As it was he managed to drag himself through the breakers to the shore, and, exhausted, flung himself down on the ground. Some time later, having recuperated, he went to look for his boat, but the waves which cast it up had taken it back again, and it was nowhere in sight. Timber Island is uninhabited, being some 500 acres in area. The owner, however, las spring had placed about 30 pigs on the island, and they had been let run wild to forage for themselves.

For four days, from Wednesday morning until Saturday night, when he was rescued, the lighthouse keeper was marooned on the island, subsisting as best he could on berries, and forced to sleep in the trees because the wild pigs which nightly congregated about him. Whether they could have done him ay harm is a matter of conjecture, but in his weakened condition Mr. McConnell was taking no chances and stayed out of their way,

Rigging a flag of distress from his shirt, the castaway daily spent the time either on the side of the island facing the False Ducks, in the hope his helper might see him with the telescope, or on the side toward Point Traverse, where the fishermen daily went and out without meeting him. Finally, early Saturday night, a boat in charge of Don Thompson, making its way to Point Traverse, passed within a hundred yards of Timber Island. Although sea from exposure and lack of food, Mr. McConnell managed to attract Thompson's attention with his improvised distress signal, the boat landed and he was saved.

Visiting with his daughter, Mrs. McConnell, at the False Ducks was Louis Hudgin, 75 years old, and old-time lake sailor of 40 years ago. Blind these last seven years, Mr. Hudgin, nevertheless, has retained vivid memories of his sailing days, and was able to name the names of lighthouse keepers stationed at the False Ducks since the lighthouse was built.

"Of course, I didn't know the first ones," he explained, "but when this lighthouse was built, a man by the name of Sweetman became the keeper. The job stayed in the Sweetman family for three generations, up until about 57 or 58 years ago. William Lane was the next to get it. He only stayed two years, and then resigned. I guess it got too lonely for him.

"Philip Farington stayed for three years after that, and then great-great until of mine, Captain James Hudgin, took it over. He was a retired lake captain when he got the job, too old to sail, but not too old to tend the light. He stayed on for nine years, and would have stayed the rest of his life, but from what I remember thee came a change of government and he was out of a job.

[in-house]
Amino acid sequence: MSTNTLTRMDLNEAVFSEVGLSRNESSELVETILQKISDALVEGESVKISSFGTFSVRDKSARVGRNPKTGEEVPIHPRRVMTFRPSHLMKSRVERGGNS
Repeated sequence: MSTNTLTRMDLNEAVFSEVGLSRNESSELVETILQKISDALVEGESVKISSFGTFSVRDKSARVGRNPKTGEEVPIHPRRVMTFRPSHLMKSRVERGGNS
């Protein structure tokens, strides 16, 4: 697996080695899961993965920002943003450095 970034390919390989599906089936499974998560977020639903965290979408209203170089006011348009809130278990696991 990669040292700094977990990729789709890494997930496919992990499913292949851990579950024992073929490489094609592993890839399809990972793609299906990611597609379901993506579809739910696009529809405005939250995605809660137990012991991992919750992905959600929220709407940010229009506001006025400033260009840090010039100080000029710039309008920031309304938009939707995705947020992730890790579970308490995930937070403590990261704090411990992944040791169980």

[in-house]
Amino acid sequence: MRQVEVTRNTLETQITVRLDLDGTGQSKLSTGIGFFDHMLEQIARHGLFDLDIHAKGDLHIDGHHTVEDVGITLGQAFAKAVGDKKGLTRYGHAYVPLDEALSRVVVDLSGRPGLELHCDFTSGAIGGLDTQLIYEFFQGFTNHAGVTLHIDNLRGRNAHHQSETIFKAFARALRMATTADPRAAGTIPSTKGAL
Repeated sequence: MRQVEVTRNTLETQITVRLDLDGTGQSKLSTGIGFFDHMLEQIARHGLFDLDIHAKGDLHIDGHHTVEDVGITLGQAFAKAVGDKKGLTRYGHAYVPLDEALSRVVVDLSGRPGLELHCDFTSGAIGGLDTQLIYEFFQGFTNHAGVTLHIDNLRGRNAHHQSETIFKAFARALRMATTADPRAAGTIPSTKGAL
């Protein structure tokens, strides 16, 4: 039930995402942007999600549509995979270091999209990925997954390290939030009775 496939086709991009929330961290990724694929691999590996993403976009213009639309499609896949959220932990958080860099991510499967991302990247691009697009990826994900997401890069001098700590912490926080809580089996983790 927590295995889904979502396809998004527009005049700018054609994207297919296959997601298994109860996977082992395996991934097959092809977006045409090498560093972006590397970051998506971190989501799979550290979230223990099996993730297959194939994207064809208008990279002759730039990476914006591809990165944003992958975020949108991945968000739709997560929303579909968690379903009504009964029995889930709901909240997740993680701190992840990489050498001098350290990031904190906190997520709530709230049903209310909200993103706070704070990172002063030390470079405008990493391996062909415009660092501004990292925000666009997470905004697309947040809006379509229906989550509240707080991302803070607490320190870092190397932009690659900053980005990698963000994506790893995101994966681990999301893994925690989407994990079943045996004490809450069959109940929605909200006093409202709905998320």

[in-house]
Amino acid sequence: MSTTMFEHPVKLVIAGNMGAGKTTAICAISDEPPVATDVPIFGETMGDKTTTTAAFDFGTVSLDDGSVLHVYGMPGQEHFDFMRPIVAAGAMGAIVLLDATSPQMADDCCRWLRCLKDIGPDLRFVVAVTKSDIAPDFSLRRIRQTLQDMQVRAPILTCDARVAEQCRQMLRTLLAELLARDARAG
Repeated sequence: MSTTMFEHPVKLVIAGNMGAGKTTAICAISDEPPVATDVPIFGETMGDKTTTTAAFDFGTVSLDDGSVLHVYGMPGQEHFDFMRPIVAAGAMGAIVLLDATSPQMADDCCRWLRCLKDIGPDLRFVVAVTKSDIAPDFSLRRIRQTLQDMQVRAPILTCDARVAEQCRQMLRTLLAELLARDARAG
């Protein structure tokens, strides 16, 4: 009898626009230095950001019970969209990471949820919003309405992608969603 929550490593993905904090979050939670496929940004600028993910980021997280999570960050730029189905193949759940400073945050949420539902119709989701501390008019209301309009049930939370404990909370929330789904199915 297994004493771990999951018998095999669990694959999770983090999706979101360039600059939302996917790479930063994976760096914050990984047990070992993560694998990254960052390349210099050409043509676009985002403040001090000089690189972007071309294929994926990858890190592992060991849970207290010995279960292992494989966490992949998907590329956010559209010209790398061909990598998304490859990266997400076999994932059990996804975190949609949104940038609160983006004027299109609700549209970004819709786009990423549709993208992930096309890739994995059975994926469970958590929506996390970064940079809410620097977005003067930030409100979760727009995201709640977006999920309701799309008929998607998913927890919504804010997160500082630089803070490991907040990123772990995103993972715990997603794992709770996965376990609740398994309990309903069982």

"Dorland Dulmage, he lives in Milford now, was the next one. He stayed for seven years. Then it came back into the Hudgin family, James Hudgin keeping it for two years, and his son, Gratton Hudgin, being here for five years. A.C. Dulmage was next, I think. It was while he was here that the house burned down one winer, and after the government let the lighthouse keepers stay on the mainland in the winter. Before that they had to stay with their jobs the year around, and sometimes supplies ran short, or they took sick and had to look after themselves. Nine years ago J. Hutchison was here, and five years ago my son-in-law took it over."

"How many wrecks can I remember around the False Ducks? I couldn't tell you, there's been so many. I remember old sailors telling of wrecks around here since I was a kid. They used to tell of the Great Blow of 1835, when two ships were wrecked here within a hundred feet of each other and both crews drowned. That was long before my time, but whenever it came on to blow the old sailors would start telling about the worst storms they had ever seen, and the Great Blow was always one of them. That was the time when the wind blew so hard it raised the water 18 feet above the normal level at Oswego, and put the smaller boats right up on the streets.

"In 1880 there was what they called the Great Gale. I remember that one pretty well, and the boats that were lost with all hands. One schooner went down half a mile off the False Ducks, and the shore of the island was littered with broken masts, spars and wreckage, as well as a few bodies, the next morning.

"Since I've been here, five years, we haven't had a big wreck whee lives were lost, although a few ships have come ashore, and an odd rumrunner has come to grief. In fact, the rum ships have been the worst sufferers in that time. Five or six men have been drowned in these wears when their boats couldn't stand the heavy weather. They were always loaded pretty heavy with liquor and beer, and they'd go out in any kind of weather. There's very title of that going on now, tough, and since they installed a foghorn here it's not nearly as dangerous as before. It had to be a pretty bad storm before any big boats come ashore nowadays."

Steamers in Collision

"It was only 10 or 11 years ago the steamer Key West rammed the schooner Oliver Mowat, and cut her in two," Mr. Hudgin broke in. "That was just a couple of miles off shore, between the False Ducks and the Main Ducks. The captain, mate and cook on the Oliver Mowat were drowned, and her bone are out there yet in 50 feet of water."